Al-Farabi

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Muslim scholar
Abū Naṣr Muḥammad ibn Muḥammad Fārābī[1]
Al-Farabi.jpg
Teetle The Seicont Teacher[2]
Born c. 872[2]
Fārāb on the Jaxartes (Syr Darya) in modren Kazakhstan or Faryāb in Khorāsān (modren day Afghanistan).[1]
Died c. 950[2]
Damascus[3]
Ethnicity Turkic
Era Islamic Golden Age
Releegion Islam
Main interest(s) Metapheesics, Poleetical filosofie, law, Logic, Muisic, Science, Ethics, Mysticism,[2] Epistemology
Notable wirk(s) kitāb al-mūsīqī al-kabīr ("The Great Beuk O Muisic"), ārā ahl al-madīna al-fāḍila ("The Virtuous Ceety"), kitāb iḥṣāʾ al-ʿulūm ("On The Introduction O Knawledge"), kitāb iḥṣāʾ al-īqā'āt ("Clessification O Rhythms")[2]

Al-Farabi (Turkis: Farabi, Arabic: ابو نصر محمد بن محمد الفارابيAbū Naṣr Muḥammad ibn Muḥammad Al Fārābī;[1] for ither recorded variants o his name see ablo), kent in the Wast as Alpharabius[5] (c. 872[2] in Fārāb[3] – atween 14 December, 950 an 12 Januar, 951 in Damascus),[3] wis a Turkic renained filosofer an jurist wha wrote in the fields o poleetical filosofie, metapheesics, ethics an logic.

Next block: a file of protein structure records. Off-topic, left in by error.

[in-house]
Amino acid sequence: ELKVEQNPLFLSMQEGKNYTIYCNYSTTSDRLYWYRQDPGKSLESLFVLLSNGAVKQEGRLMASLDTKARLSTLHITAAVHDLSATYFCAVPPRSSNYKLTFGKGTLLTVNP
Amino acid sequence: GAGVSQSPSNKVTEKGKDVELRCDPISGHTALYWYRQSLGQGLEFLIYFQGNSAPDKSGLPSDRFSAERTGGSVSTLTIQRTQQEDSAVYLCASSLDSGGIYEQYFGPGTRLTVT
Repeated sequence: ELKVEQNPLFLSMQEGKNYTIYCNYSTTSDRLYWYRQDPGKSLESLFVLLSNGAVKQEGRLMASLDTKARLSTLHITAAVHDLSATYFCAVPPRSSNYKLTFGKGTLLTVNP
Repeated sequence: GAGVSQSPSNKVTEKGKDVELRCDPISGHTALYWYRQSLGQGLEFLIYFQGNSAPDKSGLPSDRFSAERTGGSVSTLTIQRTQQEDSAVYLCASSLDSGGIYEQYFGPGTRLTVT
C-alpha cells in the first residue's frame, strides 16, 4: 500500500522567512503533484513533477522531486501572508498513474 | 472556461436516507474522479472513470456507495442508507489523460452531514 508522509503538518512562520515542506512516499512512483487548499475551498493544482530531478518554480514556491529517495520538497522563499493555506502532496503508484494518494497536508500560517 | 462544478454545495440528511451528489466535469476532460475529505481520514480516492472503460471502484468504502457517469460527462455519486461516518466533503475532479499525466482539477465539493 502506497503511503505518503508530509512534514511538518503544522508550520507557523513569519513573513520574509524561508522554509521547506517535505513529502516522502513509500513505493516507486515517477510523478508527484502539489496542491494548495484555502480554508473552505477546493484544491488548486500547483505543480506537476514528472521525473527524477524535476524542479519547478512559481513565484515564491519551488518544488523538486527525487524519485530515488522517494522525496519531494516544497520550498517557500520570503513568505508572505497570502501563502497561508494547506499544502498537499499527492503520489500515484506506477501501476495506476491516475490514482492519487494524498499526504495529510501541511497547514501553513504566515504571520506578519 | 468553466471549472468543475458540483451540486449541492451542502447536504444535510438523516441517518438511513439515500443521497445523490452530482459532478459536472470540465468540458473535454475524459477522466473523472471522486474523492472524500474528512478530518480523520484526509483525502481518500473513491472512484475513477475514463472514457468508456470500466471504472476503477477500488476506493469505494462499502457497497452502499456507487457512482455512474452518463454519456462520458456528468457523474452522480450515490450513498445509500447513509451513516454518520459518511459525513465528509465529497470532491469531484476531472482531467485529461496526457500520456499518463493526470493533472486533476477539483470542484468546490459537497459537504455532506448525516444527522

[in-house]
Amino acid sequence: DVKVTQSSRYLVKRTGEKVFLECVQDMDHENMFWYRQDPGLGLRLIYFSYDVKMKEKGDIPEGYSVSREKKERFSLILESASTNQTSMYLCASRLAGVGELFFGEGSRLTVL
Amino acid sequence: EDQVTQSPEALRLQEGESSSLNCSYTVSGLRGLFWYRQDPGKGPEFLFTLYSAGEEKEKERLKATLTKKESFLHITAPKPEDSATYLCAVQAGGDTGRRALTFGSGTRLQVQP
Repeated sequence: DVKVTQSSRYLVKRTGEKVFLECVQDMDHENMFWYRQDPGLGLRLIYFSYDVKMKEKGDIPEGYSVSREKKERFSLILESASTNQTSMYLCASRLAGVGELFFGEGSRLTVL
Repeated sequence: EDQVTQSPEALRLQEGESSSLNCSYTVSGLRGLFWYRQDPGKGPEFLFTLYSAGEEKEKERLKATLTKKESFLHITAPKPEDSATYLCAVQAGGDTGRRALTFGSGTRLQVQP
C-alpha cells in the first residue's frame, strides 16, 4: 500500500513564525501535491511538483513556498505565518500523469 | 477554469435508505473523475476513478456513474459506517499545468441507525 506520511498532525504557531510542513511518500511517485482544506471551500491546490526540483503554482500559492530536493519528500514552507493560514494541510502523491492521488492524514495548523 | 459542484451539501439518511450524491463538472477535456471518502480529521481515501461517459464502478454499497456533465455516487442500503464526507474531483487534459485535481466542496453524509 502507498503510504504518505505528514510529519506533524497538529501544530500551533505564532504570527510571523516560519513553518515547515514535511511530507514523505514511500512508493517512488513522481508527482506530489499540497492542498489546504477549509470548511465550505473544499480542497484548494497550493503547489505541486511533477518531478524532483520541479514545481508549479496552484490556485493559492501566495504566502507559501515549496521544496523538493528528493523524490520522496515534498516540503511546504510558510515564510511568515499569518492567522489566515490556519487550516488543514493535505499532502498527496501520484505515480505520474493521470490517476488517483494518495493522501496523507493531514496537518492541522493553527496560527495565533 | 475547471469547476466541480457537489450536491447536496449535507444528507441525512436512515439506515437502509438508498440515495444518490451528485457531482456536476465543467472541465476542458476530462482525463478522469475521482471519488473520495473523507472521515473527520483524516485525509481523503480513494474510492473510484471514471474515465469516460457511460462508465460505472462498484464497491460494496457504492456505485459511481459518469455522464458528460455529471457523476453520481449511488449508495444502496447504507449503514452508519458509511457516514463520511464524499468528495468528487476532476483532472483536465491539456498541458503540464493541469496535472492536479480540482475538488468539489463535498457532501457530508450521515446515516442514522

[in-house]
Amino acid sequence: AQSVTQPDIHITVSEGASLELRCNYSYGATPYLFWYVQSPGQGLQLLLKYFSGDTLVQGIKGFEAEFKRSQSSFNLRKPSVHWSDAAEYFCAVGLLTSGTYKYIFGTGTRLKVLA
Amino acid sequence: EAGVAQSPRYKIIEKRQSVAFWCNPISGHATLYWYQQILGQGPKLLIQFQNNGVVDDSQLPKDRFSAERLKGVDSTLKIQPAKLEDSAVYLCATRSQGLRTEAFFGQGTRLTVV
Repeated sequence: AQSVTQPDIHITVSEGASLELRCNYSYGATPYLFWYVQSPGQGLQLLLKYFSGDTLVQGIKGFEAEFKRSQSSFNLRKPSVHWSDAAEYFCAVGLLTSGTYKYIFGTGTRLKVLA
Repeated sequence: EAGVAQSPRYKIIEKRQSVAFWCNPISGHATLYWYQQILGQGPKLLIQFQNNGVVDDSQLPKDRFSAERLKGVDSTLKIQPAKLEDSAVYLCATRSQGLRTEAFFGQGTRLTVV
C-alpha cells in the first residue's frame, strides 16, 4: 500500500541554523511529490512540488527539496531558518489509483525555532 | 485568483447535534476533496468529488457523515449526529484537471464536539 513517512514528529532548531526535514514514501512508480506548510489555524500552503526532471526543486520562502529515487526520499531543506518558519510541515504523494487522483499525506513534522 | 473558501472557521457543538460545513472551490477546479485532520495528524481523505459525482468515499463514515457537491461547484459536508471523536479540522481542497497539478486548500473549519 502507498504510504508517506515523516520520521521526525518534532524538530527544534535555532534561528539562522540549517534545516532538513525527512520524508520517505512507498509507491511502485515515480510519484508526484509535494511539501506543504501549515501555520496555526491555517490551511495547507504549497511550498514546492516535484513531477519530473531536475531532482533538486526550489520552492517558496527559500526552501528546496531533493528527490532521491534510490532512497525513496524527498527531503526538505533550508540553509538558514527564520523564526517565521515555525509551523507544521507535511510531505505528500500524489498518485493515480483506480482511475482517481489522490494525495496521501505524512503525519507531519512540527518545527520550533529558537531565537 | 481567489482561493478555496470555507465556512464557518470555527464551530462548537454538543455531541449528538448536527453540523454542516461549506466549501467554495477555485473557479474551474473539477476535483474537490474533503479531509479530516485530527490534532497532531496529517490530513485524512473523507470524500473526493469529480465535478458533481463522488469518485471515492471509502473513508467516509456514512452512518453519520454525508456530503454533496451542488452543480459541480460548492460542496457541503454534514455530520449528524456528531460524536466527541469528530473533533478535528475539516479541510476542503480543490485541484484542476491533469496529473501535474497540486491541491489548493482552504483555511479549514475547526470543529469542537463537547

References[eedit | eedit soorce]

  1. 1.0 1.1 1.2 Gutas, Dimitri. "Farabi". Encyclopædia Iranica. Retrieved April 4, 2010. 
  2. 2.0 2.1 2.2 2.3 2.4 2.5 2.6 Corbin, Henry; Hossein Nasr; Utman Yahya (2001). History of Islamic Philosophy. Kegan Paul. ISBN 978-0-7103-0416-2. [verification needit]
  3. 3.0 3.1 3.2 3.3 Dhanani, Alnoor (2007). "Fārābī: Abū Naṣr Muḥammad ibn Muḥammad ibn Tarkhān al‐Fārābī". In Thomas Hockey; et al. The Biographical Encyclopedia of Astronomers. New York: Springer. pp. 356–7. ISBN 978-0-387-31022-0.  (PDF version)
  4. Brague, Rémi; Brague, Remi (1998). "Athens, Jerusalem, Mecca: Leo Strauss's "Muslim" Understanding of Greek Philosophy". Poetics Today. 19 (2): 235–259. doi:10.2307/1773441. ISSN 0333-5372. JSTOR 1773441. 
  5. Alternative names an translations frae Arabic include: Alfarabi, Farabi, Avenassar, an Abunaser.